While playing, you can adjust your life total by clicking the plus and minus buttons to the left of your name. Alternatively, you can click the total and type it in directly, which is useful for if you've lost or gained a lot of life all at once. You can also use the keyboard for this: the up and down arrows change your life by one, while holding shift simultaneously does it by ten instead.
When you've finished your turn, press the space bar. This moves the active player identifier (a border around their view) to the next player, and helps everybody keep track of whose turn it is. Many games tend to have a designated turn tracker whose job it is to press apce, while others rely on each player remembering to do it themselves.
The Card View
The thing that sets Spelltable apart from simply using Skype or Discord is its card-identifying tools. In any game, double-clicking on a card on someone's camera will open up a high-res version of it on the right of the screen. This feature is why it's so important to have decent lighting and camera quality, as otherwise, the AI either struggles to detect the card or thinks it's a different card entirely.
From the right menu pane, you can see a history of all the cards you're checked, and by clicking on the three dots, you can open it up on the official Magic database, Gatherer, to see rulings surrounding the card. This is really helpful for disagreements on what a card does, as most questions about obscure rules interactions are already answered on Gatherer.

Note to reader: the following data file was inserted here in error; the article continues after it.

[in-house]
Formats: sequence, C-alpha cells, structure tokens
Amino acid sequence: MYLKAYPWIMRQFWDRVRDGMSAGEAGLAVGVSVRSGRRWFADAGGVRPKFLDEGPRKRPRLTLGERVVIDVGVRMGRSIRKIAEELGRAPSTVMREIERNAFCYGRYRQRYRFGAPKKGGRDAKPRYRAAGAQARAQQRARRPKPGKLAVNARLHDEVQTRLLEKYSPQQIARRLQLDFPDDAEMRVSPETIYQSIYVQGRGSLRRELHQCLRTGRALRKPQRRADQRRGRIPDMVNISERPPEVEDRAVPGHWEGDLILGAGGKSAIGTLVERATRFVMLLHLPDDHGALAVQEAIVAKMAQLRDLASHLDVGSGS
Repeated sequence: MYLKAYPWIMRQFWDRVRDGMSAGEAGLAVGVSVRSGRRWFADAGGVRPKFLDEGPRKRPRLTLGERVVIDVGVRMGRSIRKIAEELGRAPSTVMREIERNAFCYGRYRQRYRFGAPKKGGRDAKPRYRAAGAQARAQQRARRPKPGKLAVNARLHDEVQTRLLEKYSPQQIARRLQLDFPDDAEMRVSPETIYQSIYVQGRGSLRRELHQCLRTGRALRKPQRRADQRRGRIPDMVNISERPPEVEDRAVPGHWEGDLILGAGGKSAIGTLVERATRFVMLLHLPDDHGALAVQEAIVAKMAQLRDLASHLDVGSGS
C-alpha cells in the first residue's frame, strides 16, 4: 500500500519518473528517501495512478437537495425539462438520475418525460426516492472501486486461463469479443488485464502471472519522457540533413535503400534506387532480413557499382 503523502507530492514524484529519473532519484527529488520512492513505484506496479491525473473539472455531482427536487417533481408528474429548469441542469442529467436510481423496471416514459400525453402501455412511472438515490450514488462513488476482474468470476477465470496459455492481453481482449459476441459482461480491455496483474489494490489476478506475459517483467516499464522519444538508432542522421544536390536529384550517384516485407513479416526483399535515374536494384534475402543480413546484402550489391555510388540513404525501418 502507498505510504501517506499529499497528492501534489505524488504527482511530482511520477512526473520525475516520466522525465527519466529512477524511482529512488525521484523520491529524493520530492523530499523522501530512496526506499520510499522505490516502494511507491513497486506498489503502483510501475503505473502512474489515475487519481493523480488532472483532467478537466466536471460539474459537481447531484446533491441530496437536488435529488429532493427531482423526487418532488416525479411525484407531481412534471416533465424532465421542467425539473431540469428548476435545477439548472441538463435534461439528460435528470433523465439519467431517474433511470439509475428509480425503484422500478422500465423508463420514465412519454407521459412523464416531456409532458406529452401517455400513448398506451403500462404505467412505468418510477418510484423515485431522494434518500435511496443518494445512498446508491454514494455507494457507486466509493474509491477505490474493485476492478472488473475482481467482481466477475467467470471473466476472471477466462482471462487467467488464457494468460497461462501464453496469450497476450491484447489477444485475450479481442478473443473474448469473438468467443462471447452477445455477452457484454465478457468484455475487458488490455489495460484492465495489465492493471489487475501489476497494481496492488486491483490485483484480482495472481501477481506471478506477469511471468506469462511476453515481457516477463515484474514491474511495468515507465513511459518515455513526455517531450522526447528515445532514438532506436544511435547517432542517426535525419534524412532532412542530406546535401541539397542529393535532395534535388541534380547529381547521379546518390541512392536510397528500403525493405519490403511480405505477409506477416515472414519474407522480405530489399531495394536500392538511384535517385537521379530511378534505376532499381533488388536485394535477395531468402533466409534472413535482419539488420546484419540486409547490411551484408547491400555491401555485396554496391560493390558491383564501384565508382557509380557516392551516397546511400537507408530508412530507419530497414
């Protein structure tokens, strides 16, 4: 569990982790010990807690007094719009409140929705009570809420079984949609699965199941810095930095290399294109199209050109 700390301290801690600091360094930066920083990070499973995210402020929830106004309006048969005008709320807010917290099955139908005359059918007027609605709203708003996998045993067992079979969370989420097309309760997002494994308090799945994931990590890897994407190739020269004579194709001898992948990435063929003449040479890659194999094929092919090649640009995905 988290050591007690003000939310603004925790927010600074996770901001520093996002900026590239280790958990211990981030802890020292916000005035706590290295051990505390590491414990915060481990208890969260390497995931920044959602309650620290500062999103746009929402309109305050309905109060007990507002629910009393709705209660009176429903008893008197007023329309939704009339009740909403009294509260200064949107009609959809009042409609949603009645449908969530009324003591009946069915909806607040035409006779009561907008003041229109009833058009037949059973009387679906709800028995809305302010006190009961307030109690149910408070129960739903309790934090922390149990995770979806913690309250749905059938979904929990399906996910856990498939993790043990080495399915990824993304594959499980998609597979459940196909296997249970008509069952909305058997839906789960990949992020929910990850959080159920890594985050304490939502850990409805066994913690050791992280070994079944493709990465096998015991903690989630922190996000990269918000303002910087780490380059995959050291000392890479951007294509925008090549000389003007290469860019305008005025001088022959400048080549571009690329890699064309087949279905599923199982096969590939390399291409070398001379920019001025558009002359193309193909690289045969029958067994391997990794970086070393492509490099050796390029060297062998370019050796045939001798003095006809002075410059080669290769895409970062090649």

If clicking the card fails to find it, there is a search bar at the top of the menu. Ask your opponent what the card is, and type it in there to quickly check for yourself what it does. It definitely beats asking people to hold cards up to the camera all the time.
Tips For Playing Over Spelltable
Playing over webcam is a different experience from playing in person, and you'll need to change some of your habits.
First, take things a lot slower. Say the name of the cards as you're playing them, and if it's a less frequently used card, take a minute to read out loud the card's ability text. People can't see your table as well as in paper, so walking everyone through each of your steps is much more critical. In the same vein, avoid using too much of the everyday Magic slang with a table who may be unfamiliar with it – you and your friends may know what pinging Steve means, but other people don't. You need to make webcam games as straightforward as possible for everybody involved.
Likewise, you need to be more forgiving when playing webcam Magic. For example, somebody may attack you not realising you have a creature that could kill them – in paper this is their mistake and you can be a bit less lenient, but over webcam it's considered good etiquette to explain what's on your board before they commit to a decision. Leave the 'gotchas' for the counterspells.
It's essential to keep your graveyard, deck, and exile pile in view of the camera at all times. When shuffling, shuffle in front of the camera, and cut the deck a few times to show the shuffle was genuine. If you need to take the deck out of shot for a while (such as looking for a card), put your hand face-down on the table where the other players can see it.
Don't be afraid to ask about public zones in the game, like the battlefield and graveyard. Having people run through what they have may seem awkward and time-consuming, but everybody is in the same boat and shouldn't begrudge you for asking about things you'd normally just look at yourself in in-person play.